Plastic fantastic from the Canadians
There’s something to be said about a good looking bike parts. And in the world of pedals, in my opinion the Race Face Chester has film star looks. Out of the box the colour pops and the subtly rounded body looks purposeful. In short, if this was a review based on looks alone the Chester would get top marks, hands down.
But this isn’t just a shallow celebration of style over substance. When it comes to flat pedals, they need to perform; because if they don’t, the impact on your ride experience can be pretty significant. The two areas of most concern for flat pedal riders are primarily grip and to a point, durability. So how does the Race Face Chester stack up?
Race Face Chester’s grip
With eight adjustable pins on each side, the Chester has, on paper bags of grip. Each pin is reverse threaded through a nylock nut to keep them in place. At just 4mm in height, they are a little on the stubby side though. You can also eke a couple more milimetres of length by tightening up each pin. This does draw the head of the pin into the body a little but we haven’t had any issues with damage yet. Even with the extra length the grip isn’t perfect.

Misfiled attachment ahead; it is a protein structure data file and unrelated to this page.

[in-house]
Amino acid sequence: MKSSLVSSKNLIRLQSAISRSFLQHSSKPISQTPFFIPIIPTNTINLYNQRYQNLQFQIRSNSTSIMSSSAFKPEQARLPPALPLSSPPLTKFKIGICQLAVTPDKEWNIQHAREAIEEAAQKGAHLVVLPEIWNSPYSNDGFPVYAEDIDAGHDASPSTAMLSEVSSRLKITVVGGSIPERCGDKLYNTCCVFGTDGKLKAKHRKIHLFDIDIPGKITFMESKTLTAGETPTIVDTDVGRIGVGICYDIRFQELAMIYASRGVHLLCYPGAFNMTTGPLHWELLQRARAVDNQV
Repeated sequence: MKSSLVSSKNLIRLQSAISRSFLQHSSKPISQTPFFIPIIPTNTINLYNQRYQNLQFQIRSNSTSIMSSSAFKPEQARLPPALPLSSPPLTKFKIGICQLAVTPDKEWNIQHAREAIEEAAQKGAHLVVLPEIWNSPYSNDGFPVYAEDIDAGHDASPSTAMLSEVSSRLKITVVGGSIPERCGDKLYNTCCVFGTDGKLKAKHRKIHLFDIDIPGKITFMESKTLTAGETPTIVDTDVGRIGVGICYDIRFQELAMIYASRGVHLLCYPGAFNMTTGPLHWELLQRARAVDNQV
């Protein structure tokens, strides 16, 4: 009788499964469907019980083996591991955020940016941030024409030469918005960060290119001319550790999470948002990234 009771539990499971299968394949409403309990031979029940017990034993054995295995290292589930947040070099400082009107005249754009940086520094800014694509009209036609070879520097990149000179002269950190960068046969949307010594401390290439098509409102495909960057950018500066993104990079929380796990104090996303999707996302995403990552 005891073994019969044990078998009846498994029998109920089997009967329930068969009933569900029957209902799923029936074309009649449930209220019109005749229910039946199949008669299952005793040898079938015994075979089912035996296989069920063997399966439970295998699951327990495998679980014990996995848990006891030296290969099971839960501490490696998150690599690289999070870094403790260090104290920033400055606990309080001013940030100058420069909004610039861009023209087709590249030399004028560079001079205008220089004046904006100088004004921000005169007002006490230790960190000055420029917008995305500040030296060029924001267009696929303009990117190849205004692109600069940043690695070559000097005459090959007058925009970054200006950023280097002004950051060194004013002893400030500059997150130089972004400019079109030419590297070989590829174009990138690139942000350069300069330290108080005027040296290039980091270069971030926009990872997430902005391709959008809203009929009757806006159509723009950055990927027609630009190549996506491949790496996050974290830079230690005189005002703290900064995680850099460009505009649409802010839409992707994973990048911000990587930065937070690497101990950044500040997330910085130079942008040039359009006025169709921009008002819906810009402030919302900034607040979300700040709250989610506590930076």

The sticking point (sorry!) seems to be that the body around the axle is the tallest part of the pedal. With certain shoes it limits just how much of the pin the shoe can actually grasp. With a softer, flexible sole grip isn’t as much of a problem, but with a stiffer sole shoes can waver about.
Throughout the testing period the Chester hasn’t missed a beat. Race Face has made sure that the bearing and bushing of each pedal are properly sealed against the elements. As such, both pedals still feel exceptionally smooth. One of the other reasons I’m a fan of composite pedals is because of their ability to resist smashing into a rock or two without much damage. To this end the Chester lives up to this resilience, surviving many a pedal strike without looking as tired as an equivalent alloy pedal might.
The Race Face Chester doesn't offer the last word in grip. But if you are a rider that favours a soft and flexible shoe then the durability and styling of the Chester could make them a very appealing option.